The field towel is advertised as anti-bacterial, quick wicking and highly absorbent, and can also be used as a scarf, bandana, and sweat rag. This seemed a tall order for something that once rolled up fits in the palm of your hand. I was also surprised to find out that it’s actually made from 92 % Bamboo and 8% Elastine?!?!
So where best to try out a towel first, than after a session surfing the Severn bore. It’s also not the kind of place to hang about when you have just got out of the river soaking wet , especially in the winter months! It’s wet, muddy and apparently sometimes a slightly whiffy experience. I say ‘apparently’ as I have no sense of smell, no really! So the testing of this bit will be covered later on.
I got back to my car wet and was eager to change in to some dry clothes. I yanked the towel out of its snug little bag and proceeded to change and dry myself. At first the towel felt a little inadequate as it’s very thin and light with not much to it, but to my surprise it was all the things it had been advertised as! It really is very absorbent and I was quickly dry. It felt really nice on the skin, silky and smooth if you like that sort of thing, which I do! Whilst putting my shoes and socks on I hung it off the end of my surfboard and in the light breeze the towel was dry by the time I had finished dressing. It really had dried in a couple of minutes. I was quite amazed by this, and lifted my chin off the floor before proceeding to pack it away again into its small bag. It was great, rather than having a wet and dirty towel sitting in the boot, steaming up the windows of the car on the way home and slowly festering, I had just a neat little rolled up pack less than the size of a couple of tennis ball.
The second test was where I thought I personally would use it the most, in the hills.
Whilst walking in the Black mountains I decided to cut out the cool breeze by using the towel as a scarf. I wrapped it around my neck and tucked it in to the jacket I was wearing. Because of the nature of the material you can hardly tell you are wearing it and it easily tucks in to all those little spaces where you can find a breeze sneaking through. You can easily breathe through it too, for when the weather really comes in and you need to cover your nose as well.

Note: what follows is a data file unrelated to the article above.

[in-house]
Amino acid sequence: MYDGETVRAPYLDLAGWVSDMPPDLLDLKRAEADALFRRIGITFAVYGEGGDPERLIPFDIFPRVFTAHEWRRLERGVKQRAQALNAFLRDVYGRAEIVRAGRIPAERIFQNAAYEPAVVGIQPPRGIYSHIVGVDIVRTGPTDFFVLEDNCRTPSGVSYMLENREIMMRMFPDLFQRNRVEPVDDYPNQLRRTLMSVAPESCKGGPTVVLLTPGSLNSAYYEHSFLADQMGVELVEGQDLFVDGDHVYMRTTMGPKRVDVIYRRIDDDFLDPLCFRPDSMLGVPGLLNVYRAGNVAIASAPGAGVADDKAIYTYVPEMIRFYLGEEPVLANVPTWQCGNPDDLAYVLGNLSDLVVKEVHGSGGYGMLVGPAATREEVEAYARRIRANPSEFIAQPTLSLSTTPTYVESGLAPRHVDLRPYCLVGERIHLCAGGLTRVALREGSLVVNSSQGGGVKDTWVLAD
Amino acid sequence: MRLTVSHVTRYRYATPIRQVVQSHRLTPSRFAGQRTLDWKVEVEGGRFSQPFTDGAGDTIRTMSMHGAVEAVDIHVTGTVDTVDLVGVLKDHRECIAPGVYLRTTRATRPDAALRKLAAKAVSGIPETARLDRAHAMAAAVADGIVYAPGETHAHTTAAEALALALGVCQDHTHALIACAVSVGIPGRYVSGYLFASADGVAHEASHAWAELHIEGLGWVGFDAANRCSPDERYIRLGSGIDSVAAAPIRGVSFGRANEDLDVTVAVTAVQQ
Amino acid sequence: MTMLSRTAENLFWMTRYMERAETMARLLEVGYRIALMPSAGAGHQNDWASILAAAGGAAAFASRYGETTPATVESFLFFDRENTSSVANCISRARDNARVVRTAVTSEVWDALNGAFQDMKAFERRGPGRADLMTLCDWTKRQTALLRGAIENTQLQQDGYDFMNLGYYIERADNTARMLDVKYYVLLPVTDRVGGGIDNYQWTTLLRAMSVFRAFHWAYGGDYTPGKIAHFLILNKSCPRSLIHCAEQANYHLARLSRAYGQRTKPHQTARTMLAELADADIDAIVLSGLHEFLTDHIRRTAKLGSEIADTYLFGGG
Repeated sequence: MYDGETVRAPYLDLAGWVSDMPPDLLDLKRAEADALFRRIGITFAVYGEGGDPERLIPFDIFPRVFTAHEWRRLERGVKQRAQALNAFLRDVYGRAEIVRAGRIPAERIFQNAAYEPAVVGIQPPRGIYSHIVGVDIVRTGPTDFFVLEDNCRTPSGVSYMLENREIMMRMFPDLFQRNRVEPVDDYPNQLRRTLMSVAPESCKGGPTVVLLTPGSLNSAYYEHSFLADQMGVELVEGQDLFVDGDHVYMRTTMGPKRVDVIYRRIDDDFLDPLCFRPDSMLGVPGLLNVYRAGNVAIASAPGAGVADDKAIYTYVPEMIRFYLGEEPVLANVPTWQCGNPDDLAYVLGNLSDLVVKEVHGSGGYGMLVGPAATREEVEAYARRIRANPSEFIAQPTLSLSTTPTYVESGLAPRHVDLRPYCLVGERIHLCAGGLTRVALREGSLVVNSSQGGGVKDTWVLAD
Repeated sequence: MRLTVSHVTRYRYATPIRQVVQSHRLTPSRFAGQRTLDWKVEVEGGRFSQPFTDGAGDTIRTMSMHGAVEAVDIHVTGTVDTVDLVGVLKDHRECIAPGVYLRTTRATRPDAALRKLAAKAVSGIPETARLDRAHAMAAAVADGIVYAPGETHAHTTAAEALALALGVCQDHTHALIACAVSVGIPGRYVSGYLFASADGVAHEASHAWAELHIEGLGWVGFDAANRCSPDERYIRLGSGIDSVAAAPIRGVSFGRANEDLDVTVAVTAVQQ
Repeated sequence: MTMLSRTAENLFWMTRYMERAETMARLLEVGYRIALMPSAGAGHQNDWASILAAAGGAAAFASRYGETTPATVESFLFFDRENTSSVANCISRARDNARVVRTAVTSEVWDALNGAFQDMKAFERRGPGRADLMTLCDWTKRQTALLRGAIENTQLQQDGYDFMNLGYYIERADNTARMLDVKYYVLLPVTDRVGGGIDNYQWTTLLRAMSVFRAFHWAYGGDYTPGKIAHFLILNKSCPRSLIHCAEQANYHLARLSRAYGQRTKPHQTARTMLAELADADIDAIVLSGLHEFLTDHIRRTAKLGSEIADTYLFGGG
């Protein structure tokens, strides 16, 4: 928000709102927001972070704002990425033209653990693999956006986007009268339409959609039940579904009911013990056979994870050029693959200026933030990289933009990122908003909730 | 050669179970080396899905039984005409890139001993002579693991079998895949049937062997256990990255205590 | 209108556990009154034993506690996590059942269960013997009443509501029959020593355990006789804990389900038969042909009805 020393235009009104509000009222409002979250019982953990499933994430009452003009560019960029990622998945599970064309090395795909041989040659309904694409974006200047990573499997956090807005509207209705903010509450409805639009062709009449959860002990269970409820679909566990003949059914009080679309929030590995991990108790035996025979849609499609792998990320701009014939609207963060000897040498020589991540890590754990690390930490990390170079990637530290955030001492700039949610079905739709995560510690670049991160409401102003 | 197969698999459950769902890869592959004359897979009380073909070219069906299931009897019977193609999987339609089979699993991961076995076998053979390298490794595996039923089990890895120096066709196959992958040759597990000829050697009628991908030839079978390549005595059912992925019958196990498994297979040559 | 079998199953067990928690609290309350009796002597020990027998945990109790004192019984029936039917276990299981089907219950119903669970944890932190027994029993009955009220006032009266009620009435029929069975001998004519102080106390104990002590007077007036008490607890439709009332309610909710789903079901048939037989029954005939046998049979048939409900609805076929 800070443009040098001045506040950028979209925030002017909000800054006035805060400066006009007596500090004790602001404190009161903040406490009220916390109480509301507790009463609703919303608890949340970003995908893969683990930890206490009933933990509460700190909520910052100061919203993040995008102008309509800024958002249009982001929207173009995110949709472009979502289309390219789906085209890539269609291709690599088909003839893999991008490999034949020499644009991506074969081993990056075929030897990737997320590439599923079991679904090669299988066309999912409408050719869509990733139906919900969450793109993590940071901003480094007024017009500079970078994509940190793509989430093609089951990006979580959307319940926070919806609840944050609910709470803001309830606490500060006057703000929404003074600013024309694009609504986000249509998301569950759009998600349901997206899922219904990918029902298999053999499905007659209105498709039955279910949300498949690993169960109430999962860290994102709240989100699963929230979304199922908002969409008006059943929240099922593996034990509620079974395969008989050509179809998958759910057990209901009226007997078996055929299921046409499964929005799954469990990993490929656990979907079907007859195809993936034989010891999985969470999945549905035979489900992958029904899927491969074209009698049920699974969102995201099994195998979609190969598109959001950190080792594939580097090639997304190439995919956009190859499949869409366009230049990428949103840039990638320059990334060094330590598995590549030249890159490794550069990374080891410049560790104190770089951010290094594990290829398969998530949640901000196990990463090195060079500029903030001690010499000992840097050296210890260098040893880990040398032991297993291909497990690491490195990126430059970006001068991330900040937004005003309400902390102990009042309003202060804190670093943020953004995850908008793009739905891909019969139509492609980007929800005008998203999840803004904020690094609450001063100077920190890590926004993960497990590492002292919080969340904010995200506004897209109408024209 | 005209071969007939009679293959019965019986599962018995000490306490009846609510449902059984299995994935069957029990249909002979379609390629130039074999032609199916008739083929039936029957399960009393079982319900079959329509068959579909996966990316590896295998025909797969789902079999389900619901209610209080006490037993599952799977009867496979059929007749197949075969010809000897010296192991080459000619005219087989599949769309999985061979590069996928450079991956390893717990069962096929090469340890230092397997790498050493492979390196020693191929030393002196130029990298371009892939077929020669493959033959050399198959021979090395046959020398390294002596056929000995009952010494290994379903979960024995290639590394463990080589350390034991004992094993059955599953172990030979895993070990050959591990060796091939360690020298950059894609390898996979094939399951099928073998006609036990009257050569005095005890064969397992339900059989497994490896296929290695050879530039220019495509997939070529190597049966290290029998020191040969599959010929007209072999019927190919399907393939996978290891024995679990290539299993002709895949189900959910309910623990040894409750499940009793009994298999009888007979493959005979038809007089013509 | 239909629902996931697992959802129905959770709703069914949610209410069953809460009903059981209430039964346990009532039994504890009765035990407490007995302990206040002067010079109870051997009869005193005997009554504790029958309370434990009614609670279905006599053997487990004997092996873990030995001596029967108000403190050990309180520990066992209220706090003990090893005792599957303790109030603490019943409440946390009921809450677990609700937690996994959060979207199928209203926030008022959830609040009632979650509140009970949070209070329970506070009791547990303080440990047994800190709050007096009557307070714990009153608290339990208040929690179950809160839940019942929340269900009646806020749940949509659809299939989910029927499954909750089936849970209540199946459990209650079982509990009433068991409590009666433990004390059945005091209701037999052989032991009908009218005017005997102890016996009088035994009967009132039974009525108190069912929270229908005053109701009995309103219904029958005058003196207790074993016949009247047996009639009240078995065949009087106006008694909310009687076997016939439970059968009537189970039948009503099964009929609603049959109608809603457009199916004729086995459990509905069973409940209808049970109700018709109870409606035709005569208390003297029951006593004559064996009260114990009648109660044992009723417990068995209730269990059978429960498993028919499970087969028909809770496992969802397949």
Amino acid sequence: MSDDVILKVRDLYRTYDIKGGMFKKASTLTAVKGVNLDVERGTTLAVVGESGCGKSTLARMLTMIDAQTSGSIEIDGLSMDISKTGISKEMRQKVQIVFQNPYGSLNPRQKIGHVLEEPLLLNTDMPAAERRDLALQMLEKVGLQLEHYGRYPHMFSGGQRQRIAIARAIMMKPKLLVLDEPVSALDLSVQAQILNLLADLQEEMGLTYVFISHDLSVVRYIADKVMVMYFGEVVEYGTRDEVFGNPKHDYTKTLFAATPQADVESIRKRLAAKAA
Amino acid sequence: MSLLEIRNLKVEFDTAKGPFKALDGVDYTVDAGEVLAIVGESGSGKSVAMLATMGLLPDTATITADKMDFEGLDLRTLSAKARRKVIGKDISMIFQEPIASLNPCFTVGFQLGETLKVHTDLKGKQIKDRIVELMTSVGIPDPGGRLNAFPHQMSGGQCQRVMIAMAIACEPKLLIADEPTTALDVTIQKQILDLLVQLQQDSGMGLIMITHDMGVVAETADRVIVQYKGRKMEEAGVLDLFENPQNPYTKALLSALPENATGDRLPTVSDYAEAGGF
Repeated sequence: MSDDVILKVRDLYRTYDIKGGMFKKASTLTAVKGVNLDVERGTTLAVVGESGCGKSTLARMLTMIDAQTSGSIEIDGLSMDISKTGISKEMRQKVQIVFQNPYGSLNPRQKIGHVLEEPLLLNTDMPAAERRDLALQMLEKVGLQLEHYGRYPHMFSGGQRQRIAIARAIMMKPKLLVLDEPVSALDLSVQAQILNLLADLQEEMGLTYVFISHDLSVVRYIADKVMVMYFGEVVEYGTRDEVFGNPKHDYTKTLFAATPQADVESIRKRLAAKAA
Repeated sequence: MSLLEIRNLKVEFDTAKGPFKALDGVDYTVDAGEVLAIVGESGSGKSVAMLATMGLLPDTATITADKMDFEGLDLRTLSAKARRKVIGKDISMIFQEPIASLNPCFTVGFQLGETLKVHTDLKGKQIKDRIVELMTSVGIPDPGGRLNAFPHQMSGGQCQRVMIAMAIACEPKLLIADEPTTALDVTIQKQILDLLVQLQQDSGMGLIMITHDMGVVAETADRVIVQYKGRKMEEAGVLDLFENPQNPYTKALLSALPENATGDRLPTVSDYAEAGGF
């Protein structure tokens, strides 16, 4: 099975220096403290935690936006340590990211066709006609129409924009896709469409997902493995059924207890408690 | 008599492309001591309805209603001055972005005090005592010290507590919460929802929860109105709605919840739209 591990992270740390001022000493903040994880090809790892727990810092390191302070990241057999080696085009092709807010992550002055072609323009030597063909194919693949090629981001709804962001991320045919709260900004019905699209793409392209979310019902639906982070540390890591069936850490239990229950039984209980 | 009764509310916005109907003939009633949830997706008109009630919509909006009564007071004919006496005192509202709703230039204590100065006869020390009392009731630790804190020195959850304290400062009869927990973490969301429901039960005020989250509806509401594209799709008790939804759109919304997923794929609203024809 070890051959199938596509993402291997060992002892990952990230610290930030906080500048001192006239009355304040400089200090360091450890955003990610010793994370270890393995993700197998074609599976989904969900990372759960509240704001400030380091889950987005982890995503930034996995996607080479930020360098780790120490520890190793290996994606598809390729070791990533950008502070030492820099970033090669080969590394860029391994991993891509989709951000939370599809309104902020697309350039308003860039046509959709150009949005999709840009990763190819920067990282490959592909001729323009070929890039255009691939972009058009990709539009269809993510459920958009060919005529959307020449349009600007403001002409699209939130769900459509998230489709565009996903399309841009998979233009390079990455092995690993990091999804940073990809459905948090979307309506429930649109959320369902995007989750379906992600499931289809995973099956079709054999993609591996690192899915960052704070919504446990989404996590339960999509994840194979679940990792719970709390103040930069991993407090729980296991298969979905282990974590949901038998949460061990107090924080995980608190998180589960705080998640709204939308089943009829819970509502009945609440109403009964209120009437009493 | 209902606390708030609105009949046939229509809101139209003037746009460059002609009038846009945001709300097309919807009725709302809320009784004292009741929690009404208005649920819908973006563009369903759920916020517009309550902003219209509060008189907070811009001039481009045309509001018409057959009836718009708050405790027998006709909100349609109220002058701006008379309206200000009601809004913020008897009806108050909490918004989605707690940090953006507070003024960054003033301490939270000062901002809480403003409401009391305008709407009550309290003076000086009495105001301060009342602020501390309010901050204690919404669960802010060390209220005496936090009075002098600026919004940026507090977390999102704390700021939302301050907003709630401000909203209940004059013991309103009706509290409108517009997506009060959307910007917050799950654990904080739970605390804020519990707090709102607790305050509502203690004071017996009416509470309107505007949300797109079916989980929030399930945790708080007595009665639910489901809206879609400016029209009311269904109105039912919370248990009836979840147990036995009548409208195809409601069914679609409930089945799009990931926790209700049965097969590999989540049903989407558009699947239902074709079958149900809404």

Whilst up in the mountains, I decided to have a little paddle in a small tarn. I thought it might be a nice way to cool off the feet and typical of the use this towel will get as part of my kit. After enjoying the…. shall we say cooler than expected water, I popped out the towel and quickly dried my feet. And again it worked very well, absorbed the water quickly and was dry in time for me to put back away in the small pocket on top of my bag.
Whilst being soft to the touch it also feels strong as I gave it a bit of a stretch just to see.
So to the sniff test. One (smelly) surfing trip in the bag, a bit of sweaty scarf action, a couple of minutes rubbing my mountain-sore feet, and one little fib to get the gullible wife give it a good sniff, and amazingly, rather than the normal ‘uuugh what’s that smell’ she had to admit it smelled no different to before the test – result!
The towel retails for £18 and is perhaps more than you would pay for a regular towel but you certainly get your money’s worth with this product. It’s so useable and compact and it’s a really handy accessory to have when in the outdoors. It would be perfect for hiking holidays or expeditions where every ounce and bit of space counts. The last thing you want to do is to drag around a wet towel in your already heavy backpack.
If you are looking for a towel to wrap round you to keep you warm, this is not the towel for you. But if you are looking for a lightweight, absorbent and convenient one to use on the go and in the outdoors, it might be just what you’re looking for!